Multiple edifice failures, debris avalanches and associated eruptions in the Holocene history of Shiveluch volcano, Kamchatka, Russia
- Cite this article as:
- Belousov, A., Belousova, M. & Voight, B. Bull Volcanol (1999) 61: 324. doi:10.1007/s004450050300
- 201 Downloads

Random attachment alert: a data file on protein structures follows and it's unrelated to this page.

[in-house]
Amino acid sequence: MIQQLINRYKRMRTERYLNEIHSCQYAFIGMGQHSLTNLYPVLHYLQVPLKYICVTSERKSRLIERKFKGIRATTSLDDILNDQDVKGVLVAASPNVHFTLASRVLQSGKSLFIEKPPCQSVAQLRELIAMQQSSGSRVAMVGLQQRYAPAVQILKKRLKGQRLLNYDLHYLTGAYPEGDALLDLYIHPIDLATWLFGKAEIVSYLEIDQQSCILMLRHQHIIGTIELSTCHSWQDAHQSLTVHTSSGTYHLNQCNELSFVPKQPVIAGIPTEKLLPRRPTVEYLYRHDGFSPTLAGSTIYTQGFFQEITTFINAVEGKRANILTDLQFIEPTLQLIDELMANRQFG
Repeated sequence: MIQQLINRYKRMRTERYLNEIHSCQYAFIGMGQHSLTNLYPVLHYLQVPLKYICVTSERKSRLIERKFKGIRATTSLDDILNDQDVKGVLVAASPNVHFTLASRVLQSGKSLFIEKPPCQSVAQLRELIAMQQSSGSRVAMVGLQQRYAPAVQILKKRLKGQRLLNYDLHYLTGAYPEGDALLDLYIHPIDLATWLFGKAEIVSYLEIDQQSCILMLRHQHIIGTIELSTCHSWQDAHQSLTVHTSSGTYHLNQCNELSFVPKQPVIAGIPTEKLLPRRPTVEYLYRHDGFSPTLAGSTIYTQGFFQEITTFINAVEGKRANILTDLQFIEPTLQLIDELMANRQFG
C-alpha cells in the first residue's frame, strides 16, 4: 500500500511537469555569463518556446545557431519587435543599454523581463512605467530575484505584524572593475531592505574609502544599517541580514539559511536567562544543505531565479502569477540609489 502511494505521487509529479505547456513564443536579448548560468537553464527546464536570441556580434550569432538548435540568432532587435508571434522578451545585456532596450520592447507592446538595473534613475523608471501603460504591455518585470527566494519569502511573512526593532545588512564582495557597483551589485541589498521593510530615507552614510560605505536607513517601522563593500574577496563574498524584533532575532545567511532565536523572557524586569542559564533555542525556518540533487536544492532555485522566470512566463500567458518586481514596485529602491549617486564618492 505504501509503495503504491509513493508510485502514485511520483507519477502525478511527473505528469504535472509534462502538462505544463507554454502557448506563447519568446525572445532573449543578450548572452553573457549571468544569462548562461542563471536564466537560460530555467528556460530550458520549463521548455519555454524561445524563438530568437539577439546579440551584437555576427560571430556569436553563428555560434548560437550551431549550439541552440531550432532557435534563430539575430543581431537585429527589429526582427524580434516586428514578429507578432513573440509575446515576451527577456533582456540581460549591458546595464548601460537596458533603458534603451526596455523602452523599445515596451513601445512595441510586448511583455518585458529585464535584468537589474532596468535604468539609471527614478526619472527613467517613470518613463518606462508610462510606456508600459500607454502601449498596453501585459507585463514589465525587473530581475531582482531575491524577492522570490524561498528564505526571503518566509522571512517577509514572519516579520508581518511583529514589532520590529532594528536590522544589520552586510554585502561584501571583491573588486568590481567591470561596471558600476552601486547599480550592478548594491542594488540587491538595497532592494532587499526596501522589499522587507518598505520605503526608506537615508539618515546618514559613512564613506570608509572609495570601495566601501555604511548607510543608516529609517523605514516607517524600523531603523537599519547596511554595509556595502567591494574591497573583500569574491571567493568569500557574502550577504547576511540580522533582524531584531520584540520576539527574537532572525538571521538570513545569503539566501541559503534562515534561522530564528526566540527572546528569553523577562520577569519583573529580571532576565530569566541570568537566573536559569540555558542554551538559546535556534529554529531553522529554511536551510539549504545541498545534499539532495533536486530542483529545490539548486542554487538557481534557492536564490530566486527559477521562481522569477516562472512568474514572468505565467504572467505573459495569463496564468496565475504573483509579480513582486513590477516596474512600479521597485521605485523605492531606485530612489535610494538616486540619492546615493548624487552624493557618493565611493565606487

Investigation of well-exposed volcaniclastic deposits of Shiveluch volcano indicates that large-scale failures have occurred at least eight times in its history: approximately 10,000, 5700, 3700, 2600, 1600, 1000, 600 14C BP and 1964 AD. The volcano was stable during the Late Pleistocene, when a large cone was formed (Old Shiveluch), and became unstable in the Holocene when repetitive collapses of a portion of the edifice (Young Shiveluch) generated debris avalanches. The transition in stability was connected with a change in composition of the erupting magma (increased SiO2 from ca. 55–56% to 60–62%) that resulted in an abrupt increase of viscosity and the production of lava domes. Each failure was triggered by a disturbance of the volcanic edifice related to the ascent of a new batch of viscous magma. The failures occurred before magma intruded into the upper part of the edifice, suggesting that the trigger mechanism was indirectly associated with magma and involved shaking by a moderate to large volcanic earthquake and/or enhancement of edifice pore pressure due to pressurised juvenile gas. The failures typically included: (a) a retrogressive landslide involving backward rotation of slide blocks; (b) fragmentation of the leading blocks and their transformation into a debris avalanche, while the trailing slide blocks decelerate and soon come to rest; and (c) long-distance runout of the avalanche as a transient wave of debris with yield strength that glides on a thin weak layer of mixed facies developed at the avalanche base. All the failures of Young Shiveluch were immediately followed by explosive eruptions that developed along a similar pattern. The slope failure was the first event, followed by a plinian eruption accompanied by partial fountain collapse and the emplacement of pumice flows. In several cases the slope failure depressurised the hydrothermal system to cause phreatic explosions that preceded the magmatic eruption. The collapse-induced plinian eruptions were moderate-sized and ordinary events in the history of the volcano. No evidence for directed blasts was found associated with any of the slope failures.